Japan's modern-day hermits: The world of hikikomori

Japan's modern-day hermits: The world of hikikomori

Subscribe to France 24 now:

FRANCE 24 live news stream: all the latest news 24/7

In Japan, half a million people live isolated in their bedrooms, unable to face the outside world. These modern-day hermits are known as the hikikomori. Since April 2018, the Japanese government has been conducting a nationwide study in a bid to fully understand this strange phenomenon. Once limited to young people, it now affects the whole of Japanese society. Our correspondent reports.

Visit our website:

Subscribe to our YouTube channel:

Like us on Facebook:

Follow us on Twitter:

Japan's modern-day hermits: The world of hikikomori

11 thoughts on “Japan's modern-day hermits: The world of hikikomori

  1. I'm a hikikomori in the US. Watching this is like watching my fate, I both feel guilty and also empty. I've been an isolationist ever since middle school and I am 21 now. I have no life goals, no motivations, no 'friends', and no willpower to even get out of the house. Simply driving to a store takes days of mental preparation and encouragement from myself. I can't even get myself to shower half the time, and any form of social stimulation saps any bit of energy from me and I sort of detach from reality and float in my head.

    Isolationists don't do this because we are selfish and want pity, because most of the time we transitioned into this life without a word. Kind of like a 'frog in increasingly hot water', to the point that a simple email, phone call or even 'threat' of any social event causes huge waves of anxiety. I totally get why we are seen as leeches, because we kind of are, but we don't mean to be. I just feel like a key feature that makes any person a person is missing from me. A comparison is like a spider, it can move and go anywhere it wants, but I kind of am one that has no eyes to see, no mind to go and no legs to walk, so I just sit there and essentially wait for what I assume is death. I tried to end myself long ago, but didn't go through with it cause I didn't want to cause my family pain, but me simply living is a drag on them as well, and that is why people like me either float as hermits or commit suicide.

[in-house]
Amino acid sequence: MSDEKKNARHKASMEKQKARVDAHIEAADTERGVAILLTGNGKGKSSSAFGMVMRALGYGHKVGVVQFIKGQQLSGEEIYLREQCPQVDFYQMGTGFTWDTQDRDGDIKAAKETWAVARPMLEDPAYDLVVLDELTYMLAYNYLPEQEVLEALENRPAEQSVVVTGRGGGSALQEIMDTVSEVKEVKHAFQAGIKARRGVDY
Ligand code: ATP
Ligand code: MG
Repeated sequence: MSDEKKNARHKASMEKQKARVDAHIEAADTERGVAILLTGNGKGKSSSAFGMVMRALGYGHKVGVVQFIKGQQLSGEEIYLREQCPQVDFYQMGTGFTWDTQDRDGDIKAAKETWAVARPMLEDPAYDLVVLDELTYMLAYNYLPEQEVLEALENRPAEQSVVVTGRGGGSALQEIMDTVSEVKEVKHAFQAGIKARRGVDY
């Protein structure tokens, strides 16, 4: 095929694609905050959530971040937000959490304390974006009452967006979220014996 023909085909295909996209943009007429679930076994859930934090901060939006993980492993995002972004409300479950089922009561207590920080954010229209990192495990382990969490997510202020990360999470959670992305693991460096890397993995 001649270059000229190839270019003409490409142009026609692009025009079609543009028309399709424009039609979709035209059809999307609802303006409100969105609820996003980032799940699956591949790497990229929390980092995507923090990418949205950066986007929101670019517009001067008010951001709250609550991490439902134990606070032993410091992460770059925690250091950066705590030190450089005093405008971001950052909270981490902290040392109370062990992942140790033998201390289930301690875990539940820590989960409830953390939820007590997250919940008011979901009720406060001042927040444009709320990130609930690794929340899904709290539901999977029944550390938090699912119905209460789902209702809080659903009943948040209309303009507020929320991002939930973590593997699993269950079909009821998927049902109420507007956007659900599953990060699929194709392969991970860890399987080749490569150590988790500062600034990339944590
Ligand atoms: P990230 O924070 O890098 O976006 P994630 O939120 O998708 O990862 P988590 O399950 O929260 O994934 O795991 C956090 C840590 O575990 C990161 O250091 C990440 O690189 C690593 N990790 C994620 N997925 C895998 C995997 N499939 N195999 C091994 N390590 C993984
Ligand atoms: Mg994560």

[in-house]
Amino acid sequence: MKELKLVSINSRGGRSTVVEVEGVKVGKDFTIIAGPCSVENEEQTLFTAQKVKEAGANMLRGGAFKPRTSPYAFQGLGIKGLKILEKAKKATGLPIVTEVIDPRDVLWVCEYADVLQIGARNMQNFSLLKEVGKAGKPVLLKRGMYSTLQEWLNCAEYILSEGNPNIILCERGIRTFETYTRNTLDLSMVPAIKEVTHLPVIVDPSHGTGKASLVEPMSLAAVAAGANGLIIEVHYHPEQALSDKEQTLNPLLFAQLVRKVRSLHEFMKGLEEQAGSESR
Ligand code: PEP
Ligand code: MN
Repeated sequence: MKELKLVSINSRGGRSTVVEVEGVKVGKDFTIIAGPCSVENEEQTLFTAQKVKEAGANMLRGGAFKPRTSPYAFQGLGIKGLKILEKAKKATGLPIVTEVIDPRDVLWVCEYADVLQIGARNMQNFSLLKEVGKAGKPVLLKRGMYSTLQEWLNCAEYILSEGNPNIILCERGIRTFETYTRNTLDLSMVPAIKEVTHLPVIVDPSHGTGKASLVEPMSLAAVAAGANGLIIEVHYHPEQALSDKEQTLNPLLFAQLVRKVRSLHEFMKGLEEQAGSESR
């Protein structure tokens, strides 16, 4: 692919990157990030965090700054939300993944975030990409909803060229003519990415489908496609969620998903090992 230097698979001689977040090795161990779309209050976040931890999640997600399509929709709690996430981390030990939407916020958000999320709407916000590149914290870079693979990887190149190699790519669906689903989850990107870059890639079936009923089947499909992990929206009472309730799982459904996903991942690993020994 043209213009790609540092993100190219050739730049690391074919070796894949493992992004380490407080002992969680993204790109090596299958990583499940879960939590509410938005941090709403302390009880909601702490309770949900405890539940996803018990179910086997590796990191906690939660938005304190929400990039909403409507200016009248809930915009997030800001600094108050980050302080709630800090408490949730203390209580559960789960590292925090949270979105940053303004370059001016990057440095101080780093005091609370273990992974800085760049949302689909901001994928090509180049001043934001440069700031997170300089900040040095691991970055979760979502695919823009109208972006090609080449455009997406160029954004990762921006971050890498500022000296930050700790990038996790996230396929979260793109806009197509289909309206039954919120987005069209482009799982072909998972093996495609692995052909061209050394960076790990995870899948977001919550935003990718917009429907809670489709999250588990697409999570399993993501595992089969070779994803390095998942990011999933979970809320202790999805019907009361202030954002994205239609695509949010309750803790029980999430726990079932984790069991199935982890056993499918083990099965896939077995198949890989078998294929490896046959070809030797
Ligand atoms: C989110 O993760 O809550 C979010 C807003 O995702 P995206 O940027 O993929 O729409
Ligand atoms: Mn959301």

I believe there are many reasons and factors that cause us to be like this, so there is no single cure. People might say that we should live as we want, and that "our pastimes" to ignore reality and detach from the world is understandable. (Like what people say with his manga collection as a joke.) But our mind is our prison, our perception is our enemy, and our comfort is our poison. I am a hypocrite, I want the best for every person in this video and I want to save those that are plagued with this mind, but at the same time, I cannot even do the same for myself. If you read this far, thank you, because I have never put into word as to why I am.

    Isolation is like sitting in a dark room, and the world is the light. We try to hard to extinguish that light, but the more we try the smaller and brighter it gets. But once we succeed, we die. If you want to help one of us, try to be a constant non-threatening light to us, because perhaps our eyes will adjust and the world won't be as blinding.

  2. For some it might be agoraphobia or severe depression, but I wonder how many also have undiagnosed autism or Asperger's. In Western Europe and America, the diagnosis rates are around 65 per 10,000 people; in Japan it's only 13 per 10,000 people. Either the Japanese are insanely genetically resistant to developing autism, or it's not as known, recognized, and diagnosed as in the West. Instead, they slip through the cracks, falling into the high suicide rates or being labeled as hikikomori. It's tough fitting into society, socializing, getting a job, being successful when you were born with autism, and especially so when you're undiagnosed and unsure what's "wrong" with you. It's like trying to live without a guidebook to life that everyone else has. It's easy to see why they might "opt out" and stay at home instead of trying their best to fit in and failing every time.

  3. 1. If he somehow can make a living from his bedroom, so be it. There are several jobs that can be done from your own room.
    2. If he doesnt do any harm to himself or anyone else, so be it
    3. If living in his own world makes him feel more secure and comfortable with his own life, so be it.

  4. Frankly I think Japanese and European and of course Americans have one thing in common: An almost neurotic obsession with competition. in the case of the Americas they tell you two contradictory things:
    "It's ok to just be yourself. (but only if you "produce".)
    You have to be a winner. (don't ever be a loser. Even though "loser" and even "winner" can be oddly arbitrary in the States.).

    Ergo what this becomes is that so many see this contradiction, fall to its effects and run the risk of ending up like these lost souls.
    But the question becomes what does a nation expect when it views competition and a variation of social darwinism as the be-all-end-all of it's very existence?

Comments are closed.